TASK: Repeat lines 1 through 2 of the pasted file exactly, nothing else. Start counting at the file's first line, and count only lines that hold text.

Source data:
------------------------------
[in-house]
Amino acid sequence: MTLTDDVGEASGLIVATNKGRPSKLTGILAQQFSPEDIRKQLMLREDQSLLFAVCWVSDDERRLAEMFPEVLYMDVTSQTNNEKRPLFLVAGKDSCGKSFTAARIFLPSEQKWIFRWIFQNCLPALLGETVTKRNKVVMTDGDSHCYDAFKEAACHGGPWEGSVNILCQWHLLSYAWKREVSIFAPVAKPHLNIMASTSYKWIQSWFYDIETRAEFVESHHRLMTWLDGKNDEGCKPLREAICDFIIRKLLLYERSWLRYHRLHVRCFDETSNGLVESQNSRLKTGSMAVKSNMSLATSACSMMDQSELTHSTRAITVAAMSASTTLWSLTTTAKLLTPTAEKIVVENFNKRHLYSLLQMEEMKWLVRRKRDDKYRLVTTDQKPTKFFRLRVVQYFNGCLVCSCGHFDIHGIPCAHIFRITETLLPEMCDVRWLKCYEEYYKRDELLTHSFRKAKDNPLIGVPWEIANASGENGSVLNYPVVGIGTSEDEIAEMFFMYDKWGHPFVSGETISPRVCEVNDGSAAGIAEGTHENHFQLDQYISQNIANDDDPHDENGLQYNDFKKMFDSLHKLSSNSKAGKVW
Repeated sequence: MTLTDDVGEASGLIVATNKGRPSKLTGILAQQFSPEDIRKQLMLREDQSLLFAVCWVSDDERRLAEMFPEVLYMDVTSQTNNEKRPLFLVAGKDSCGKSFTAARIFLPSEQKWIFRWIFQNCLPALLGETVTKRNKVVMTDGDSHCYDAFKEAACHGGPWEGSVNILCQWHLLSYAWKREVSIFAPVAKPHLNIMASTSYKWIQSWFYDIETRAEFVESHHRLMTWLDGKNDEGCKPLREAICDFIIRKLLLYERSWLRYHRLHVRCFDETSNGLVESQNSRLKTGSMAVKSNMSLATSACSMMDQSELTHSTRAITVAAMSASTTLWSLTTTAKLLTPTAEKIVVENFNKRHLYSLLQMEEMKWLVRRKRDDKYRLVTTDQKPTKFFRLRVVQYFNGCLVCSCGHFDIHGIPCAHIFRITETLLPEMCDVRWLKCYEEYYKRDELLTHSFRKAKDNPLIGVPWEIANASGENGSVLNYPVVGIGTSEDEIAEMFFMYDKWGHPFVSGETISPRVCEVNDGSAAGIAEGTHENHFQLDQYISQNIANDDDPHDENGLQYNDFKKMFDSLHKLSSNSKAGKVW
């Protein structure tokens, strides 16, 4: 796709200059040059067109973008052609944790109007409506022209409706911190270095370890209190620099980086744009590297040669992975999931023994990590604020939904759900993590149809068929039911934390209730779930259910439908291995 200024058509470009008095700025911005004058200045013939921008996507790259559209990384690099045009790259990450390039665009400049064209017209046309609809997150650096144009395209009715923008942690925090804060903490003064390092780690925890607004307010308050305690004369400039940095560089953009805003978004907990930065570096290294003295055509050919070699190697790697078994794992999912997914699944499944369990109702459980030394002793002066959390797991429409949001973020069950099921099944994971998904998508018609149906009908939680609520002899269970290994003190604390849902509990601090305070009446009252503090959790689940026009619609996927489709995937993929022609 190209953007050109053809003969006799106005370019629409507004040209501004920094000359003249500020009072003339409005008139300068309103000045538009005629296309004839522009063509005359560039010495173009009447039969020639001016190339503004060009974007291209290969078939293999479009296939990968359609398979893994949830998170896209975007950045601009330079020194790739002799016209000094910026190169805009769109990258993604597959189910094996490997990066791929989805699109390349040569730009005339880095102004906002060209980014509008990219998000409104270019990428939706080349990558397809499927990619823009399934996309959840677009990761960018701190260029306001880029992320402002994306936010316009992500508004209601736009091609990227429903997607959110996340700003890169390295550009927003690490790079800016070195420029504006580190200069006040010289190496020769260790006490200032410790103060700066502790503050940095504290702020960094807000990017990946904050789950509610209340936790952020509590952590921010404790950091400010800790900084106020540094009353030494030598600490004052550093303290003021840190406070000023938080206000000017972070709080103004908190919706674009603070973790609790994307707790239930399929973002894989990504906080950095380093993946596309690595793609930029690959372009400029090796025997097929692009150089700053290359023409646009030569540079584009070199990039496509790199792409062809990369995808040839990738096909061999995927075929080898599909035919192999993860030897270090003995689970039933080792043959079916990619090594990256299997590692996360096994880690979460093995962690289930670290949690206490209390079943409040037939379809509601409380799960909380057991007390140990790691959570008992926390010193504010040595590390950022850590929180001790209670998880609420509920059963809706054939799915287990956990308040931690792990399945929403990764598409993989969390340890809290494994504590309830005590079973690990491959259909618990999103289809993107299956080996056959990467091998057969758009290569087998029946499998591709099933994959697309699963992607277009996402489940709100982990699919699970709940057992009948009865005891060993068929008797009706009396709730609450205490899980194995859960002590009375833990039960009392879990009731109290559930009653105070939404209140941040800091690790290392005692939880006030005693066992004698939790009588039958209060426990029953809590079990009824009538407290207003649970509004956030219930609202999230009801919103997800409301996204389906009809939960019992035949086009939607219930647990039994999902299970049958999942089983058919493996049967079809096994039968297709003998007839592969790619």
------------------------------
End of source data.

[in-house]
Amino acid sequence: MTLTDDVGEASGLIVATNKGRPSKLTGILAQQFSPEDIRKQLMLREDQSLLFAVCWVSDDERRLAEMFPEVLYMDVTSQTNNEKRPLFLVAGKDSCGKSFTAARIFLPSEQKWIFRWIFQNCLPALLGETVTKRNKVVMTDGDSHCYDAFKEAACHGGPWEGSVNILCQWHLLSYAWKREVSIFAPVAKPHLNIMASTSYKWIQSWFYDIETRAEFVESHHRLMTWLDGKNDEGCKPLREAICDFIIRKLLLYERSWLRYHRLHVRCFDETSNGLVESQNSRLKTGSMAVKSNMSLATSACSMMDQSELTHSTRAITVAAMSASTTLWSLTTTAKLLTPTAEKIVVENFNKRHLYSLLQMEEMKWLVRRKRDDKYRLVTTDQKPTKFFRLRVVQYFNGCLVCSCGHFDIHGIPCAHIFRITETLLPEMCDVRWLKCYEEYYKRDELLTHSFRKAKDNPLIGVPWEIANASGENGSVLNYPVVGIGTSEDEIAEMFFMYDKWGHPFVSGETISPRVCEVNDGSAAGIAEGTHENHFQLDQYISQNIANDDDPHDENGLQYNDFKKMFDSLHKLSSNSKAGKVW